“Our clients are often going through periods of significant transition, and they are dealing with emotionally heavy issues, such as divorce and child custody. We support and educate them through every step of the process to make it as easy on them as possible,” says founder and Managing Attorney Jennifer J. Riley. The firm specializes in family law issues, including child custody, divorce, child support, alimony, prenuptial agreements, stepparent adoption, grandparents’ rights, postnuptial agreements and estate planning.
by Laura Favin
No matter how amicable, necessary or even desirable for a child’s well-being, a divorce rocks their world. Parents can help them navigate any unfamiliar terrain with a little planning.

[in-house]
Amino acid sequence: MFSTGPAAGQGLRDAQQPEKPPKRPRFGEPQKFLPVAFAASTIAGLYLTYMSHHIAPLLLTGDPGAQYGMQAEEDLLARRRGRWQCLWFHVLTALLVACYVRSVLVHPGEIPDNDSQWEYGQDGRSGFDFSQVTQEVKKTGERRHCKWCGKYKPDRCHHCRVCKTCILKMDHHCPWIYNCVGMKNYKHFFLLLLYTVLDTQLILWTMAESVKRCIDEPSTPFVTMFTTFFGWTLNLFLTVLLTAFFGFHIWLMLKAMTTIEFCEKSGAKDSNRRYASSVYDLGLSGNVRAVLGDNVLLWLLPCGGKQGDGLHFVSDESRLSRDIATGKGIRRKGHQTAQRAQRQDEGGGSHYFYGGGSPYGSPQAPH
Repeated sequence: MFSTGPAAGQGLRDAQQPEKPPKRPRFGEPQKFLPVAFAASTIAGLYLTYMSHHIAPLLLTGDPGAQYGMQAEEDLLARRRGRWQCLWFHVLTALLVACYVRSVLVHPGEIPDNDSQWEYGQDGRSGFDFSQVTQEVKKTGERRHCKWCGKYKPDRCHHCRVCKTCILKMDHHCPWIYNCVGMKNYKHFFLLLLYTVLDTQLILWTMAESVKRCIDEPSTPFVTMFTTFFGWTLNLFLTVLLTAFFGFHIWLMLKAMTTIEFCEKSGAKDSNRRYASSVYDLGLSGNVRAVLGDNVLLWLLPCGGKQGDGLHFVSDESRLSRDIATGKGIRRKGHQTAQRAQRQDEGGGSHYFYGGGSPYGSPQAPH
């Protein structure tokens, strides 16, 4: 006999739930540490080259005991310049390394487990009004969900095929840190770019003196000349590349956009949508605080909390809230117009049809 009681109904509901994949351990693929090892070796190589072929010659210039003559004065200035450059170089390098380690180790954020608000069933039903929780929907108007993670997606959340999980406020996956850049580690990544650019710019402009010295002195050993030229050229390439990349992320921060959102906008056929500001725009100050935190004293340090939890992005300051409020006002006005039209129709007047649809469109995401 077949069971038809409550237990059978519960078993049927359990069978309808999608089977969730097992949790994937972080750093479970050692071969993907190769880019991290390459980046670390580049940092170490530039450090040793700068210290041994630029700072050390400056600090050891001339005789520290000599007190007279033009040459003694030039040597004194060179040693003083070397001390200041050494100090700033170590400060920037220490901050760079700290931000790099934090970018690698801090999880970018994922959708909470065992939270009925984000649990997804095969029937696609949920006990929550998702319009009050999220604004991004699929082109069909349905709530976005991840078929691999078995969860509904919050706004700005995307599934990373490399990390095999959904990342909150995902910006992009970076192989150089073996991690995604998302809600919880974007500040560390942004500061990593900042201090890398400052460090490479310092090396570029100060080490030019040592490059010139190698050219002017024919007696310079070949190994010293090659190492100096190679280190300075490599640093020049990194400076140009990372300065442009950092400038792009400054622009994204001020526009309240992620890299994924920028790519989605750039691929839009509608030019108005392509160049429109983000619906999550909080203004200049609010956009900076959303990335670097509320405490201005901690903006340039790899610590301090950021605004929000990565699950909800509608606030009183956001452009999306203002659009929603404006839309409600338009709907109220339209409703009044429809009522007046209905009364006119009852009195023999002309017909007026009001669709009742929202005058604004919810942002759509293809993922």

The first day of school can hold a mix of excitement and dread. Children will have new teachers, classrooms and schedules. Finding a place on the playground or in the cafeteria may be fraught with anxiety.
It’s even more difficult for a child to navigate back-to-school jitters after a summertime separation or divorce. But there are steps parents can take to make a child’s transition easier.
Children whose parents are divorcing may feel scared, angry, insecure or depressed. They often try to hide negative feelings to avoid making the situation worse.
Younger children may feel embarrassed or afraid of crying if they talk about it. Older children may affect a nonchalance that belies the turmoil they feel, and act as if it’s no big deal.
Encourage children to talk about their feelings. Ask if they are nervous about seeing old friends, and if they’re afraid to tell them about Mom and Dad getting a divorce. Be sensitive to the physical and hormonal changes that may affect a teen’s volatility.